rwidman 10-16-2008 11:58 AM

RE: Length of battery time on the water?
 

lknTP17 - 10/16/2008 2:11 PM
....................... and have yet to drain my battery.
Famous last words. ;)

To feel safe on the water if you're turning the engine off and using electronics, lighting, stereo, etc. for any length of time, install a deep cycle battery as a "house" battery and leave the starting battery for just that, starting your engine. Keep them both charged with a battery combiner. Forget the 1, 2, both, off switches.

You can run the house battery completely down (you shouldn't but that's another topic) and still start your engine to get home. :)

rwidman 10-16-2008 12:01 PM

RE: Length of battery time on the water?
 

lknTP17 - 10/16/2008 2:11 PM
.............. I'm pulling around 100 amps off a single group 24 700 CCA battery and I park for 4-5 hours at a time and have yet to drain my battery.
I think you're missing a decimal point somewhere. 100 amps for 4 hours is 400 amp hours and you won't find that capacity in a group 24. You won't find it in four group 24 batteries.

BuddahB 10-16-2008 04:06 PM

Re: Length of battery time on the water?
 
I generally run out to the fishing grounds with the battery switch on "ALL", then if I intend to drift I switch to one or the other so If I run it low I still have a fully charged secondary battery to start. At least I hope so... :thumbsup:

sickcat 10-16-2008 05:31 PM

RE: Length of battery time on the water?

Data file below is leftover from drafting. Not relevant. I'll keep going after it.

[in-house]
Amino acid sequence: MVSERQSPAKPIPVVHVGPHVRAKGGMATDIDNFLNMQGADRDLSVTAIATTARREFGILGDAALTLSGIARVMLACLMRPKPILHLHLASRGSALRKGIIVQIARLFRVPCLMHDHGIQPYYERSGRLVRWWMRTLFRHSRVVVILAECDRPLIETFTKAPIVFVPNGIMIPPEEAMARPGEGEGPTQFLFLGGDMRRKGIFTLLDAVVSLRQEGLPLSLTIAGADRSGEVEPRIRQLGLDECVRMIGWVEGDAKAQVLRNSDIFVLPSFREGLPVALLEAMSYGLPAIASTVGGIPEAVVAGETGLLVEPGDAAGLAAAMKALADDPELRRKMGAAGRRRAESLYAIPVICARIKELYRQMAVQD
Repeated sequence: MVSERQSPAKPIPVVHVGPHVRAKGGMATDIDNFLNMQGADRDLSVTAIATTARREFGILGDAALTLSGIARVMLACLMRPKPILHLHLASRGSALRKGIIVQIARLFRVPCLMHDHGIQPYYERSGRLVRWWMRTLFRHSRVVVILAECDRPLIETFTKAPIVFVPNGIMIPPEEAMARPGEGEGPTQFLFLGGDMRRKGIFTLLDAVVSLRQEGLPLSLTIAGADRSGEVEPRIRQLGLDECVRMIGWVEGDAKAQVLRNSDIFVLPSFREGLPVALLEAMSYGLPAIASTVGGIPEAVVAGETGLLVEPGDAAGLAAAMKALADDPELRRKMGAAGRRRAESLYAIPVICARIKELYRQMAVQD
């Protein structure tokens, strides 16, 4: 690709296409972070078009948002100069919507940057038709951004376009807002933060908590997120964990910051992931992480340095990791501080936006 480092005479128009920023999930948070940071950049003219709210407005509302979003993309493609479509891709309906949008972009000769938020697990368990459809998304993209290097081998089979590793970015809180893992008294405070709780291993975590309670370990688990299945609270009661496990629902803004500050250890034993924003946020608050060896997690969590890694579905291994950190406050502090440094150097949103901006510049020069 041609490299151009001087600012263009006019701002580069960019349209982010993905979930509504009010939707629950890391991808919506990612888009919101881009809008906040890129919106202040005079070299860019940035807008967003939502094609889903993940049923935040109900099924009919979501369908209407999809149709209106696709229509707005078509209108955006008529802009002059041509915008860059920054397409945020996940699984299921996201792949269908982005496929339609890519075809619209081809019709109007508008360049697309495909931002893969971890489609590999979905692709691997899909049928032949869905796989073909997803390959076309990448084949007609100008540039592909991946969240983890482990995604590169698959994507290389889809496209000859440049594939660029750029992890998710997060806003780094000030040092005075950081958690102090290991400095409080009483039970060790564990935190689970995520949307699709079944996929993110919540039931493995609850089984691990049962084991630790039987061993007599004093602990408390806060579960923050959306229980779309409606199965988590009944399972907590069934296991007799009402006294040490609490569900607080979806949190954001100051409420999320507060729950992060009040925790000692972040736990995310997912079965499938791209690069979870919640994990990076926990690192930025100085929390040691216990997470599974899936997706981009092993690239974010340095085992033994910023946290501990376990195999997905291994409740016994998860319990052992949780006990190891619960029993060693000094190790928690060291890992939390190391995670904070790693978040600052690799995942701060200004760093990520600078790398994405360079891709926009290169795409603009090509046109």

lknTP17 - 10/16/2008 11:11 AMIf you know the approximate current draw of the electronics you are using while not moving, you can pick a deep cycle battery based off of its Amp hour rating. Basically if you determine you are going to be drawing about 15 amps of current for a period of 2 hours, you would need at least a battery with a rating of 30 Ah (amps x hours). There really isn't a way to determine how long a cranking battery will last that I know of... however I'm pulling around 100 amps off a single group 24 700 CCA battery and I park for 4-5 hours at a time and have yet to drain my battery.
It is unrealistic to run a battery down to zero. With your example of 15 amps for 2 hours then you would want a battery with at least 70-80 amp hours in it. Considerably more if you are going to crank an engine with it after drawing it down.

BoozeMonkey 10-16-2008 05:49 PM

Re: Length of battery time on the water?